Kingsman: The Secret Service (2014)

For all that I’m trying to watch films with some element of female authorship, this adaptation of a comic book written by Jane Goldman and directed by Matthew Vaughn (the team behind the stylish and misanthropically nasty Kick Ass) doesn’t exactly give me a great deal of hope. It has enough stylishness in its staging, with the kind of set design and gaudy palette that fully justifies its origins, that it has won over plenty of people. It also stars Colin Firth, putting in an impeccable performance as the kind of heightened Englishman he’s so often called to be in films, in a film that itself lovingly curates an overabundance of signifiers of English-ness (my favourite being an underground workshop packed with taxicabs and red London Routemaster buses, amongst other such iconic machines). Which would all be fine, except these signifiers include the mock-Burberry-clad working-class ‘chav’ — whose apparently natural environment is picking fights in pubs (one which is actually a really very pleasant pub, it should be pointed out, should you find yourself down the Lambeth Road anytime soon) — and it does so with a level of subtlety that makes Attack the Block seem the very model of kitchen-sink drama. Then there’s the sickening attitude to violence that would orchestrate a mass killing to a jaunty soundtrack and self-consciously stylish camerawork and then try to exculpate itself by painting the victims as merely bigots, but then this is all of a piece with a film that also finds plentiful humour in some kind of anal-fixated homophobia, not to mention a bit of racism (there’s a quip in relation to Samuel L. Jackson’s bad guy about “colourful megalomaniacs” that’s straight from the Cumberbatch playbook). But, you know, it’s FINE, right, because it’s a SATIRE about spy films, exposing all of this as the seedy underbelly of the genre (albeit one that’s always been pretty clearly on display throughout much of the Bond cycle, to the extent that I was almost thankful that Kingsman‘s cribbing from Skyfall of the value of a 50-year-old whisky wasn’t turned into a cheap gag at the expense of a woman’s death). So, in short, no I didn’t much like it, though the plentiful laughter from the young woman along the row from me at the cinema suggests this might just be one guy’s grumpy opinion. There’s a self-aware refrain that’s repeated a few times that this isn’t “one of those kinds of films”, but it just leaves me wishing that it had been. Instead, if you’re a fan of violently nihilistic misanthropic nastiness clothed in the natty threads of the aristocratic English gentleman, knock yourself out. This is probably your film of the year.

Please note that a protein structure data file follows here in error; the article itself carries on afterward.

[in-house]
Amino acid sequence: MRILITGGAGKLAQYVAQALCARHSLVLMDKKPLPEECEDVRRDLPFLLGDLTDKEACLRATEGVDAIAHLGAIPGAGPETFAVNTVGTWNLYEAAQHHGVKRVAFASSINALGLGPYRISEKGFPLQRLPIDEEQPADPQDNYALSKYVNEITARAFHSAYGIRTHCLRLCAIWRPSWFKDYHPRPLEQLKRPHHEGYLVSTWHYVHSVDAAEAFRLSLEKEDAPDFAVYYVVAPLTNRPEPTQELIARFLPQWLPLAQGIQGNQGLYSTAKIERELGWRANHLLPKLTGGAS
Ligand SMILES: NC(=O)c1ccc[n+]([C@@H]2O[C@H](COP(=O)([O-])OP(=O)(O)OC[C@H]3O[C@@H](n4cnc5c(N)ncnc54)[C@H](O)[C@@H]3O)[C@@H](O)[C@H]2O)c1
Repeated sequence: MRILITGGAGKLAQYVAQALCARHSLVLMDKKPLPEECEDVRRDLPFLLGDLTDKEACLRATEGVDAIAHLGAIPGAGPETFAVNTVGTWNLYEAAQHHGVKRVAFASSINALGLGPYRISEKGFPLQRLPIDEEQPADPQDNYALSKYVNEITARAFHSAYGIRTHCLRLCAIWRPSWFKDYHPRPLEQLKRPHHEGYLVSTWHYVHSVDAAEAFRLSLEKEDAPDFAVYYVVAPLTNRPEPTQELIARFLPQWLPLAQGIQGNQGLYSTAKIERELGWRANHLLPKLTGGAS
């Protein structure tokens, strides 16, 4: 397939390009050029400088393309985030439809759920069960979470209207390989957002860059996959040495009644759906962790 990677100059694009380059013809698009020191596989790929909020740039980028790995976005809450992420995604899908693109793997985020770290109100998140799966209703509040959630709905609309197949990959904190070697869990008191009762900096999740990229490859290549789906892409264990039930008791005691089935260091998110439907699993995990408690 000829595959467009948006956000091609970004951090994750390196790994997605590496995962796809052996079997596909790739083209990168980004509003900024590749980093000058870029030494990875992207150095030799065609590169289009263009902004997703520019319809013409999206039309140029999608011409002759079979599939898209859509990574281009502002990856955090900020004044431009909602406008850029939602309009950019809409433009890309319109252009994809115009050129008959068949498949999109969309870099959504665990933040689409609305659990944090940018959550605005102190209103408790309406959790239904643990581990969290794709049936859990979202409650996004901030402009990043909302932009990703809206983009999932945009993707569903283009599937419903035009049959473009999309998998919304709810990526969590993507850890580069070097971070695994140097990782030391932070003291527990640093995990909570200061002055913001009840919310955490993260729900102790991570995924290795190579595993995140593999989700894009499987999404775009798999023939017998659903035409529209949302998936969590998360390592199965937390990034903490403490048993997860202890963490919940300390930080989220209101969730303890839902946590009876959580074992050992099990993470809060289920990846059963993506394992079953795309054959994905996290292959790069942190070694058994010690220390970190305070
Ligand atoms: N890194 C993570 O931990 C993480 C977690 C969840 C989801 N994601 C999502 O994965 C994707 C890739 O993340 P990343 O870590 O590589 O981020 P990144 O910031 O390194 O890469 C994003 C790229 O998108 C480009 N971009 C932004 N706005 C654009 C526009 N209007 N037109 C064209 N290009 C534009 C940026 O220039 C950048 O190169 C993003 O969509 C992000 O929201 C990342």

Kingsman: The Secret Service film posterCREDITS
Director Matthew Vaughn; Writers Jane Goldman and Vaughn (based on the comic book The Secret Service by Mark Millar and Dave Gibbons); Cinematographer George Richmond; Starring Colin Firth, Taron Egerton, Samuel L. Jackson, Michael Caine; Length 129 minutes.
Seen at Cineworld Haymarket, London, Thursday 29 January 2015.

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Sunshine on Leith (2013)

I was born in Edinburgh and spent the first ten years of my life there, which means I’m left with peculiarly rose-tinted memories of the place, untouched by the kinds of behaviour essayed in films like Shallow Grave or Trainspotting (the latter of which is cutely referenced here). And much though I applaud the attempt to make this musical resonate with real working-class lives, I’m left feeling it has the same PG-rated optimistic glow of childhood memories running through it as I do.